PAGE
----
Cost Comparison

During the infomercial, Barrett claims that his "free vitamin D" is "much cheaper than if they get the product at the store." That simply is untrue. His adult product, which contains 2000 international units (IU) of vitamin D per pill, is packaged with 30 per bottle. The cost $6.95 per month if shipped monthly or $6.95 plus $3.50 for additional month's supply ordered at the same time. This would amount to $83.40 if ordered monthly or $45.45 for a year's supply ordered at once. Many Internet outlets and retail stores offer the same dosage for less. The cheapest is probably Puritan's Pride, which currently offers 500 2000 IU softgels for $10.58 plus $4.95 shipping, which translates to $.93 per month or about $11 per year. Barrett's children's formula—which contains 1000 IU per pill—is also much cheaper from Puritan's Pride.

Background History

The FTC has been trying to curb Barrett's activities for many years. In 2004, the FTC filed suit in the U.S. District Court in Massachusetts, charging him, several associates, and their affiliated companies with falsely claiming that "Supreme Greens with MSM" and "Coral Calcium Daily" can prevent and cure cancer and other diseases. The infomercial for Supreme Greens promoted it as a means to treat, cure, and prevent cancer and other diseases, and to cause significant weight loss. The infomercial for Coral Calcium Daily touted it as a means to treat and cure cancer and other diseases and as a superior form of calcium based on its purported bioavailability. The FTC further alleged that Barrett and two of his companies (Direct Marketing Concepts, and ITV Direct) charged consumers' credit cards for automatic product shipments without authorization [7]. Some defendants settled the charges by signing consent agreements, but Barrett did not. In 2008, the District Court concluded that the infomercials were misleading, and in 2009, ordered Barrett, Robert Maihos, Direct Marketing Concepts, Inc., ITV Direct, Inc.—to pay $48.2 million. The court also barred them from making unsubstantiated claims about any health product or billing consumers or making unauthorized charges. In October 2010, a federal appeals court upheld this decision [8].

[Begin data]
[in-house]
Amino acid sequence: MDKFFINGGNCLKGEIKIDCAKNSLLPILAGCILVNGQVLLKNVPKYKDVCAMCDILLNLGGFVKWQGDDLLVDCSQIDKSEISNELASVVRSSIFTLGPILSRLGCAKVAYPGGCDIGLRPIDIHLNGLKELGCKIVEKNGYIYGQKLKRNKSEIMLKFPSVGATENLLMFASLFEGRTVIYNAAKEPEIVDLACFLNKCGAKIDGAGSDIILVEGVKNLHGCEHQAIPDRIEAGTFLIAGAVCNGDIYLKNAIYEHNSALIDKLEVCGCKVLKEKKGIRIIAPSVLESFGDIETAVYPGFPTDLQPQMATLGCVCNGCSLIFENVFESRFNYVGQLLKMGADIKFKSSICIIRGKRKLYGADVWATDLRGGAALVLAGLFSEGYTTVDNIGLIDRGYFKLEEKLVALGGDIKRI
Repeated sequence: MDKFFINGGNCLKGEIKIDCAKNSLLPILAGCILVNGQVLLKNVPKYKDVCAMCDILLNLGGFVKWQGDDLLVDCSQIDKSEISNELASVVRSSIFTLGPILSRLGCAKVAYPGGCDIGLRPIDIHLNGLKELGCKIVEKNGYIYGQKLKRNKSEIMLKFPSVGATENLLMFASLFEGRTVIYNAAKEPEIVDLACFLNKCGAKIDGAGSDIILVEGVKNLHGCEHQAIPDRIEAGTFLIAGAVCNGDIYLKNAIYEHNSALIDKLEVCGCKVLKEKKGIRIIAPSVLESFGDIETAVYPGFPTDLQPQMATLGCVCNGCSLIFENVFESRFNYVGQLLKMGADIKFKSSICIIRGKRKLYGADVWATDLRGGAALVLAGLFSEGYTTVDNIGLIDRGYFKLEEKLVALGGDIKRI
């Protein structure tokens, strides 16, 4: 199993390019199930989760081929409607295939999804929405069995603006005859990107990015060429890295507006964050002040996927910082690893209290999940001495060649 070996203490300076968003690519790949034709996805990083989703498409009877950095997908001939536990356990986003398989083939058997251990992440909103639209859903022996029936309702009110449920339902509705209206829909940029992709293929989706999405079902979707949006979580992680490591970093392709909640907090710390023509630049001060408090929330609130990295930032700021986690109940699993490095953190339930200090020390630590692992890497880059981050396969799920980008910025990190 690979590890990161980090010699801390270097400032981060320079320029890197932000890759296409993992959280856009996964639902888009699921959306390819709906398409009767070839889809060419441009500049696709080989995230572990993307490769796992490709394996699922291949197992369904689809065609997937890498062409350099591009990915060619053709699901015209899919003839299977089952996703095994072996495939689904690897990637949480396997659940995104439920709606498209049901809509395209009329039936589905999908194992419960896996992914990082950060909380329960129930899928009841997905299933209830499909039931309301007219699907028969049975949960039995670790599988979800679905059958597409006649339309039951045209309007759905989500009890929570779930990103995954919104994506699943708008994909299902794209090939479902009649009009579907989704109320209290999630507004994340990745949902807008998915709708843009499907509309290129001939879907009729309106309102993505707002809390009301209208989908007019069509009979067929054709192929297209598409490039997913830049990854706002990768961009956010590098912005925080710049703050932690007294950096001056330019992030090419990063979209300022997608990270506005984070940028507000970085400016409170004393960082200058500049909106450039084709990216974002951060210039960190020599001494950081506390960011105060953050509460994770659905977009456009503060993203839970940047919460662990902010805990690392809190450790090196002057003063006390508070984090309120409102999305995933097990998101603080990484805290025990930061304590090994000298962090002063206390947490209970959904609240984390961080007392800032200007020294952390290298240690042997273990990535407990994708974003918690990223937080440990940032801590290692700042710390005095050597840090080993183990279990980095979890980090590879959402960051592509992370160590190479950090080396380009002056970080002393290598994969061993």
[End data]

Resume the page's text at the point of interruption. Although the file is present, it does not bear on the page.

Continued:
The Bottom Line

Many people who are not getting enough vitamin D from food and sunlight exposure may benefit from taking a vitamin D supplement. However, the dosage should be based on proven value and should depend upon how much is needed. The Vitamin D Health Initiative's infomercial overstates the potential benefits, exaggerates the need, promotes a high dosage that is not supported by current evidence, downplays the possibility of adverse effects, and offers a "free lifetime supply" that costs considerably more than similar products available elsewhere.


  1. Report: Vitamin D can cut cancer risk, CNN, Dec 28, 2005.
  2. Garland CF. The role of vitamin D in cancer prevention. American Journal of Public Health 96:252-261, 2006.
  3. Lappe JM and others. Vitamin D and calcium supplementation reduces cancer risk: Results of a randomized trial. America Journal of Clinical Nutrition 85:1586-1591, 2007.
  4. Freedman DM and others. Prospective study of serum vitamin D and cancer mortality in the United States. Journal of the National Cancer Institute 99:1594-1602, 2007.
  5. Canadian Cancer Society announces vitamin D recommendation. News release, June 8, 2007.
  6. NIH Office of Dietary Supplements. Dietary supplement fact sheet: Vitamin D. Updated Nov 13, 2009.
  7. Marketers of "Supreme Greens" and "Coral Calcium Daily" come under fire from the FTC. FTC news release, June 3, 2004.
  8. Appellate court upholds order requiring promoters of Supreme Greens and Coral Calcium dietary supplements to pay $48.2 million for deceptive ads. FTC news release, Oct 29, 2010.

This article was posted on November 13, 2010.